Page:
companies, industry and utilities. It would also significantly increase 
private-sector investments in projects and help agencies meet the goals 
of Executive Order 12902, Energy Efficiency and Water Conservation at 
Federal Facilities, to reduce energy use by 30 percent by 2005 based on 
usage from 1985. The Federal Government is the largest energy consumer 
in the world, having consumed 1.29 quads at a cost of $8.66 billion in 
fiscal year 1992 for use in over 500,000 buildings (occupying 3.2 
billion square feet), 500,000 vehicles and varied industrial processes.


Summary of the Legal Basis:





The Energy Policy Act of 1992 requires development of such methods and 
procedures by rule.


Alternatives:





No other alternatives were considered in light of the statutory 
requirement.


Anticipated Costs and Benefits:





Estimated initial start-up cost of implementing the regulation is 
$500,000. Under the implemented regulation and Executive Order 12902 
the Government could save up to $1 billion a year in reduced energy 
costs.


Risks:





Energy savings performance contracting poses no added risks to public 
health, safety, or the environment. In fact, by helping to enhance 
energy efficiency and reduce consumption of fossil fuel, it offers 
important environmental benefits.


Timetable:
_______________________________________________________________________
Action                                 DFR Cite

_______________________________________________________________________
NPRM            59 FR 17204                                    04/11/94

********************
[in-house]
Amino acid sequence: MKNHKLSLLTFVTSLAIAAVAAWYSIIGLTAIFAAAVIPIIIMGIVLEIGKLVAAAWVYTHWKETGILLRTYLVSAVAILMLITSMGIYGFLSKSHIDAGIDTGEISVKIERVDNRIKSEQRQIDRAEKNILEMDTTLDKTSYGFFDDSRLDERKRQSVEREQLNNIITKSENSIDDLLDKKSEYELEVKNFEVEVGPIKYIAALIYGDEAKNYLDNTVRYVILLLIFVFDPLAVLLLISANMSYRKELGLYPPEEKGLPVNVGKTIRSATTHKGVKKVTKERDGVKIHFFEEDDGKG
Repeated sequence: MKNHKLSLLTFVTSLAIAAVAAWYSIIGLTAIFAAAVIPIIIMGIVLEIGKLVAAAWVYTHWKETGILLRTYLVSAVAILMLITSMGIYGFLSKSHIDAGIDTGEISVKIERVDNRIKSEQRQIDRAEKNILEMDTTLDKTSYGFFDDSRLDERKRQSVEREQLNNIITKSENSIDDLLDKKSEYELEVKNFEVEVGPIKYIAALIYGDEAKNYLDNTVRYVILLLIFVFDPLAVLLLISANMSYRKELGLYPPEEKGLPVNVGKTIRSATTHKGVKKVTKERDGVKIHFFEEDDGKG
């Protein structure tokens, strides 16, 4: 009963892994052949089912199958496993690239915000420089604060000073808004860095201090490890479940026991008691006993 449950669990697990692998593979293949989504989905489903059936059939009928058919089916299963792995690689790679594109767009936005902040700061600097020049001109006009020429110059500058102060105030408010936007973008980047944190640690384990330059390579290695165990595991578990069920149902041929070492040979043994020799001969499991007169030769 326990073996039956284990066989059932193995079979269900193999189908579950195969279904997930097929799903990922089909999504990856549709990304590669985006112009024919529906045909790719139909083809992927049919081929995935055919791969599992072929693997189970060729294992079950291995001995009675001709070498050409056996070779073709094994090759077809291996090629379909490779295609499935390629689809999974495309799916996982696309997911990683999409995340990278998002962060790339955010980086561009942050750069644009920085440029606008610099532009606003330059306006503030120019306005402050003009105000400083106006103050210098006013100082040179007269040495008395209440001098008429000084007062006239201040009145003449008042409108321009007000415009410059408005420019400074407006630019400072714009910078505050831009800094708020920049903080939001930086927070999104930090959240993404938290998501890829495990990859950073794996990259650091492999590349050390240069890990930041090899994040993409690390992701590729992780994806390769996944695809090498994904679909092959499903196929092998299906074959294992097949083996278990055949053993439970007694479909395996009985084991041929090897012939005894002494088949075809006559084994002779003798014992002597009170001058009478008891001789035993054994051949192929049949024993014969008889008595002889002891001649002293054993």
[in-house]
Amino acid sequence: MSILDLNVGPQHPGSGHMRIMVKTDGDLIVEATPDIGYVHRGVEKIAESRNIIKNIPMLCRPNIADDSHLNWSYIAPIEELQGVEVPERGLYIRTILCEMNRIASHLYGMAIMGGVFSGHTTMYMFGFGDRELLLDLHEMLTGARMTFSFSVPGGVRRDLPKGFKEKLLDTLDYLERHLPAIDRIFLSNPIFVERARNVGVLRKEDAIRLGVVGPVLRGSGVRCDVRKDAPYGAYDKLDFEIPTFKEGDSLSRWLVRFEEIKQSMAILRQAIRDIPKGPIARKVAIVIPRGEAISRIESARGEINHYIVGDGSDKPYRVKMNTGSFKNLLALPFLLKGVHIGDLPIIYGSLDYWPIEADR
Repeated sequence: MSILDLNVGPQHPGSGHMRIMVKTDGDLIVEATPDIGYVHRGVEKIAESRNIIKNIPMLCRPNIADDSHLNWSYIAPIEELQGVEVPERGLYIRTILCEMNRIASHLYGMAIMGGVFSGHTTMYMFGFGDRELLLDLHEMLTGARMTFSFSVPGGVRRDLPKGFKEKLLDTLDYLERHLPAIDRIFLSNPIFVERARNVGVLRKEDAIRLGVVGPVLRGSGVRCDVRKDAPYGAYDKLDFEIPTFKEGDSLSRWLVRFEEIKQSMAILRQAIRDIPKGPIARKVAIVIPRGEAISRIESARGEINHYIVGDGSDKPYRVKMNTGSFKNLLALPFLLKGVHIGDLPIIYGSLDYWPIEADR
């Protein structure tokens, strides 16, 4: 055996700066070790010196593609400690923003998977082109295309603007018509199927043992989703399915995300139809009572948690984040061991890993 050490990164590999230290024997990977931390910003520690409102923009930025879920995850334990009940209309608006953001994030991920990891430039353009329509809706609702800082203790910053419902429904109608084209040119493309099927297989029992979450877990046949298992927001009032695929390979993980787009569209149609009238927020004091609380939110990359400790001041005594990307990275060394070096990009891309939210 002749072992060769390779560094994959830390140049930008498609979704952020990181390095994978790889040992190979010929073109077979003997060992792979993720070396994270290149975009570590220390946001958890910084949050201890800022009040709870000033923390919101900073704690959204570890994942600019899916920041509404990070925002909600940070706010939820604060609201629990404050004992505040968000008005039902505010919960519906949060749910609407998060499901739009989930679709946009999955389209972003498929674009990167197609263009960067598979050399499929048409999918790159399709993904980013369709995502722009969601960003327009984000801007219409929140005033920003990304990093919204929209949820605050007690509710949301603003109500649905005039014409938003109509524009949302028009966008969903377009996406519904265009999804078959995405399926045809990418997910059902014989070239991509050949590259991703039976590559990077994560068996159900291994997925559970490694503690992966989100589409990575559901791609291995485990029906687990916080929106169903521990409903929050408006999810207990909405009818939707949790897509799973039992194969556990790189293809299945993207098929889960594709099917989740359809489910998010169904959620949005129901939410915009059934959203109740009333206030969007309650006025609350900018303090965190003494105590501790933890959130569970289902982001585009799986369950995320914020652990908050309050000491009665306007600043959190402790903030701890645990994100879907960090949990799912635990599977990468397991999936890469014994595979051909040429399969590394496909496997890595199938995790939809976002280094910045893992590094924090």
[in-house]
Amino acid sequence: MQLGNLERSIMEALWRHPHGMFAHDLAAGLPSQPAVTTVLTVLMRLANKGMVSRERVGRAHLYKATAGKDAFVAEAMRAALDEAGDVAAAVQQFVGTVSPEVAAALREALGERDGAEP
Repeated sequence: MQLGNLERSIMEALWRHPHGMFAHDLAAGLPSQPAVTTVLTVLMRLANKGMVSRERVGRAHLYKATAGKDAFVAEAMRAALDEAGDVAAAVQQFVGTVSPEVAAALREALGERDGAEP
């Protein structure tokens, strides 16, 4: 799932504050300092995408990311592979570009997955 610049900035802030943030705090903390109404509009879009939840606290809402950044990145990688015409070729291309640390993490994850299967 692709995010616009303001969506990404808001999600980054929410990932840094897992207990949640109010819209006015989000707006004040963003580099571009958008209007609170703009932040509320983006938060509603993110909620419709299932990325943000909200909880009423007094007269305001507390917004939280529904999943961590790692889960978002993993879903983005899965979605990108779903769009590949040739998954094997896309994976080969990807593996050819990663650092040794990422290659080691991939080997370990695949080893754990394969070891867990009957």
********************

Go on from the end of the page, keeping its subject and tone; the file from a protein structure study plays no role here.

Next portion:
NPRM Correction 59 FR 19150                                    04/22/94
NPRM Comment Per59 FR 17204                                    06/10/94
Final Action                                                   03/00/95
Small Entities Affected:


None


Government Levels Affected:


Federal


Procurement:


This is a procurement-related action for which there is a statutory 
requirement. There is a paperwork burden associated with this action.


Agency Contact:
Joan G. Stone
Financing Specialist
EE-44
Department of Energy
Energy Efficiency and Renewable Energy
1000 Independence Ave. SW.
Washington, DC 20585
202 586-5772
RIN: 1904-AA62
_______________________________________________________________________
DOE--Departmental and Others (ENDEP)
            ___________________________________________________________
PROPOSED RULE STAGE
            ___________________________________________________________
31. NUCLEAR SAFETY MANAGEMENT: PHASE II
Legal Authority:


 42 USC 2201; 42 USC 7191


CFR Citation:


 10 CFR 830


Legal Deadline:


None


Abstract:





This action would make additions to DOE's requirements concerning DOE 
contractor and subcontractor activities for ensuring nuclear safety at 
DOE facilities. These additional rulemaking requirements include 
reactor design criteria, natural phenomenon hazards, fire protection, 
and criticality safety.


Statement of Need:





The purpose of this rule is to ensure that the Department's obligations 
to protect health and safety are fulfilled and to provide, if needed, a 
basis for the assessment of civil and criminal penalties consistent 
with the Price-Anderson Amendments Act of 1988.


Summary of the Legal Basis:





Under the Atomic Energy Act of 1954, as amended, the Department of 
Energy has the authority to regulate activities at facilities under its 
jurisdiction. The Department is committed to honoring its obligation to 
ensure the health and safety of the public and workers affected by its 
operations.


Alternatives:





The Department could continue to impose nuclear safety requirements 
through administrative directives applicable to DOE contractors.


Anticipated Costs and Benefits:





The incremental costs of the proposed rules should be minimal because